Thursday, November 29, 2007

Not that long ago I had the privilege of seeing a performance by Alfred J. Gallodoro at the Sego Cafe in Oneonta, New York. He is a 94-year old saxophone and clarinet virtuoso, once the widely acknowledged master of double- and triple- tonguing, who still sells off the bandstand a CD transcription of his 1951 Columbia album Saxophone Contrasts.
His improvising is pre-bebop-- even pre-jazz, and he has been acknowledged as a master of the instrument by Paquito D'Rivera, Benny Golson, Buddy DeFranco and Eddie Daniels. Jimmy Dorsey called him "the greatest saxophone player that ever lived."
So you say, "I never heard of him." Accomplishments of many woodwind artists in the past half century have virtually wiped his name off the map. And, in reality, as a studio sideman mainstay he virtually assured himself a decent living at the expense of fame.
Yet it causes one to reflect at what price the preservation of tradition sincerely felt. (As opposed to the 'dixieland' style of slogging away ignorantly at a stylized gig).
Bringing to mind a jazz singer I once met, who left her home town of New Orleans, got some lucky breaks, and was soon playing Carnegie Hall and all the great New York jazz rooms.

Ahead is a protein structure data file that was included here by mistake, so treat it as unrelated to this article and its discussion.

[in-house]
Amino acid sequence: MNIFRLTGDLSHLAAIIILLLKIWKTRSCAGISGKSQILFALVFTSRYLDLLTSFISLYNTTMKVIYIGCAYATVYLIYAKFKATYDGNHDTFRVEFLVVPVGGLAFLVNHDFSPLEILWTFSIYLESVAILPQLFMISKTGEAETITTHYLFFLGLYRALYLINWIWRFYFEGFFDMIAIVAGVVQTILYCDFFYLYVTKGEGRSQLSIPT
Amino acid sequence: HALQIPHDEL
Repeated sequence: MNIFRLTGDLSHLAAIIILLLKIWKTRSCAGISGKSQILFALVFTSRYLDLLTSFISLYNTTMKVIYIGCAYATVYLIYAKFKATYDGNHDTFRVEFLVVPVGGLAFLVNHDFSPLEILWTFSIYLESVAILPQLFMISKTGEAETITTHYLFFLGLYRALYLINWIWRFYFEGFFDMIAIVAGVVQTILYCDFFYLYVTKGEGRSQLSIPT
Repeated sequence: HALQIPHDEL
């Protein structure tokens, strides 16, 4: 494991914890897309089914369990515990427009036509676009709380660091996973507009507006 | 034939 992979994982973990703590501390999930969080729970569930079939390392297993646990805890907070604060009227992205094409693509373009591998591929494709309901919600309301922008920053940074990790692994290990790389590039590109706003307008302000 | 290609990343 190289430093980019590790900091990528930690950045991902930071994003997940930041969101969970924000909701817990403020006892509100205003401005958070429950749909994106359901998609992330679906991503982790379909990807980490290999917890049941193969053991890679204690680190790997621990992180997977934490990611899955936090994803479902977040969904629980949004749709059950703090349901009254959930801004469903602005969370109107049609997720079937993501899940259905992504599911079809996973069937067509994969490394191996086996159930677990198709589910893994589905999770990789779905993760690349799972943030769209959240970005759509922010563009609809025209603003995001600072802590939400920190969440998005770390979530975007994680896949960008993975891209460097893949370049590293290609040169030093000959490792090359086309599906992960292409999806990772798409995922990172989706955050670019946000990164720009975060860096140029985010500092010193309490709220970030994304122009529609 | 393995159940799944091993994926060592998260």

At first, people readily accepted that she preferred to sing the old standards-- All The Things You Are by Jerome Kern, I love you by Cole Porter, Someone to Watch Over Me, by Gershwin.
After awhile, praise grew less, and faults were found: she doesn't compose her own songs, she sticks to much to the older stuff, depending too much on them.
Still she kept singing You'd be so nice to come home to, Lush Life, You do something to me. Every now then a newer tune perhaps-- What a Wonderful World, One Note Samba, something from a musical or a movie on the hit parade.
The critics and audiences loved her as long as she seemed new. But eventually, in every place where the economic ecosystem worships new ideas, new songs, and fresh faces, her star faded. She knew in her heart that her style would not help her career.
Her gigs became less desirable. Smaller rooms, less pay, noisier audiences. Still, she kept singing the same old songs.
Finally the jazz singer was lucky enough to get a gig playing a show in Las Vegas. It was steady work, six nights a week, to the tinkle of slot machines and the chatter of gamblers. She was considered a musician's musician, and many of her famous friends thought her time would come again. But there was no mistaking the fact that she had fallen far. Once a critic's darling, playing the very best of showcases, considered to be an up-and-coming star. Now, barely a has-been. One of her admirers, a famous musician in his own right, took her aside once and said as gently as he could, "You passed up your chance to be a popular success. You have spent too much time singing the songs made famous by others."
"I know," she replied. "People think I threw away my career, just for the sake of some old songs. It probably seems as though I've spent too much time with too few melodies. Perhaps I should have moved beyond these songs many years ago. But I am perfectly content. These are the songs I sing for one reason and one reason only: so I won't forget them."

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